Lucha libre has struggled to get a broader U.S. foothold, to the dismay of fan Chris Goldrup. The 43-year-old wrestling devotee discovered it when he moved from Maine to Los Angeles in the mid-1990s.
"There's a different rhythm to it; the masks, the way the wrestling is staged versus the North American style. It's incredibly interesting," said Goldrup, as he waited patiently in line for a "Lucha Underground" taping.
But he's failed to get his buddies who already follow wrestling to recognize its appeal. Does he think the TV show can be a game-changer?
"I just don't see it, but I would love for it to catch on. I've got my fingers crossed," Goldrup said.

Last edited on Wed Nov 5th, 2014 08:37 am by Big Garea Fan

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 Posted: Wed Nov 5th, 2014 05:55 pm
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That article was reprinted yesterday in our local paper on the sports page.

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 Posted: Wed Nov 5th, 2014 06:31 pm
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srossi

 

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Big Garea Fan wrote: Lucha Underground was a feature story on Yahoo tonight:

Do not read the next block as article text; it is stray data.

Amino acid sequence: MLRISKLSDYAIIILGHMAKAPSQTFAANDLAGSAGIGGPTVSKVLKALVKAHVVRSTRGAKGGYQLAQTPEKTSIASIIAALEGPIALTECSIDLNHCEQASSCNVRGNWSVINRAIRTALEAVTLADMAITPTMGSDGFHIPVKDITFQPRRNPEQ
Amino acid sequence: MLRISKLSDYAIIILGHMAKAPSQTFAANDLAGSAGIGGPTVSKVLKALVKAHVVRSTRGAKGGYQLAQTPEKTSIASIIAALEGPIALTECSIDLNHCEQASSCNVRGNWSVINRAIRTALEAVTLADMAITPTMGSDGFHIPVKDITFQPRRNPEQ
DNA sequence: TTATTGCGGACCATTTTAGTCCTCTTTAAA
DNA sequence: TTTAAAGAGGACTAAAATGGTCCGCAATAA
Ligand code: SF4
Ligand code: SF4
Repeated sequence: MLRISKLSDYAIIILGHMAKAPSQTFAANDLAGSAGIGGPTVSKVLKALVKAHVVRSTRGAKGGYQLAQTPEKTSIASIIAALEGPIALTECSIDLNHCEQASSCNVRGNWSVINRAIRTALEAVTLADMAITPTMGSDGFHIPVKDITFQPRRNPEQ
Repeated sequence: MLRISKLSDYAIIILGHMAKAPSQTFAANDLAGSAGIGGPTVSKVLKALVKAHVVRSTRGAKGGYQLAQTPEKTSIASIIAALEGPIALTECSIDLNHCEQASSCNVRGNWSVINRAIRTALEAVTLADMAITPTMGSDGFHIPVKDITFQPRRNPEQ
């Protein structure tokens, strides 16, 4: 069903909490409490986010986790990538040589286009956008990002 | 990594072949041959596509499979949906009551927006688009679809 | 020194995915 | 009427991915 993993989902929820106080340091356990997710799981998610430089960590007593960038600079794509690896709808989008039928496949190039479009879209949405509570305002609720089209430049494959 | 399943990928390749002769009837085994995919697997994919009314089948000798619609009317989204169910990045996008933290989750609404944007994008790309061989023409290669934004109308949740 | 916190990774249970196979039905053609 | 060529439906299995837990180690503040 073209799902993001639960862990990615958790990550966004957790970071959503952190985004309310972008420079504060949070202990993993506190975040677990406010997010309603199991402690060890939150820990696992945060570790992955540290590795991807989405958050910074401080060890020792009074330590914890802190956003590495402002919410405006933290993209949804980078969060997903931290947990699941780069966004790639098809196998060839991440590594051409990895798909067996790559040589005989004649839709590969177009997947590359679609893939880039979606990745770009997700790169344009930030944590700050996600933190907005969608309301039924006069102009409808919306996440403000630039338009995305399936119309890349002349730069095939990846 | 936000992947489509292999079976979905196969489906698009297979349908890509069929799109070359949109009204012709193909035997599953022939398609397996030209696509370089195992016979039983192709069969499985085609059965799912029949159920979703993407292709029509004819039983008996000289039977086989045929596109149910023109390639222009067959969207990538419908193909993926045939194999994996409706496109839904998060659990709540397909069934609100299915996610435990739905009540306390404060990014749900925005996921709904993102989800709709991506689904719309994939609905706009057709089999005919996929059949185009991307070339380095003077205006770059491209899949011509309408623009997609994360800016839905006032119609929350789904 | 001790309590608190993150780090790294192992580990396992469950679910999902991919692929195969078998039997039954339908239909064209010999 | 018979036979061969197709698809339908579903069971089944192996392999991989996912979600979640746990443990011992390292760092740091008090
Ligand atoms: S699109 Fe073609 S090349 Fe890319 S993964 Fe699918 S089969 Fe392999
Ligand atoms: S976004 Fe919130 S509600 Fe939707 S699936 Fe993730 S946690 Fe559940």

http://news.yahoo.com/mexican-wrestling-reimagined-comes-weekly-tv-203753002.html

LOS ANGELES (AP) — It was a meltingly hot October day outside the East Los Angeles warehouse converted to a wrestling ring. Inside, things were about to get equally torrid.
In match after match, as about 400 fans cheered and whooped, heavily muscled men executed high-flying leaps to slam their opponents to the floor. Some wore fearsome disguises to conceal their identities. In one match, the male wrestlers competed — shockingly! — with a woman.
But this was far from a neighborhood event done on the fly. It was a taping of the ambitious 39-episode TV series "Lucha Underground," a reimagined version of Mexico's grand tradition of lucha libre wrestling that's airing on filmmaker Robert Rodriguez's El Rey network (8 p.m. EST Wednesday).
Lucha fans on hand that day knew to expect the fast-paced, aerial action and florid drama that the sport with often-masked competitors delivers. They also applauded a group contest featuring a guy decked out in a pink leotard and a bouffant of red curls and a little person competing against far bigger rivals, part of lucha libre's comedic edge.
All this in the raw, unfinished interior of a vast warehouse converted to a studio, its walls covered with atmospheric graffiti and bold paintings of ancient icons of Mexico's pre-Colombian Aztec and other cultures — a Rodriguez film come to life, as one wrestler happily observed.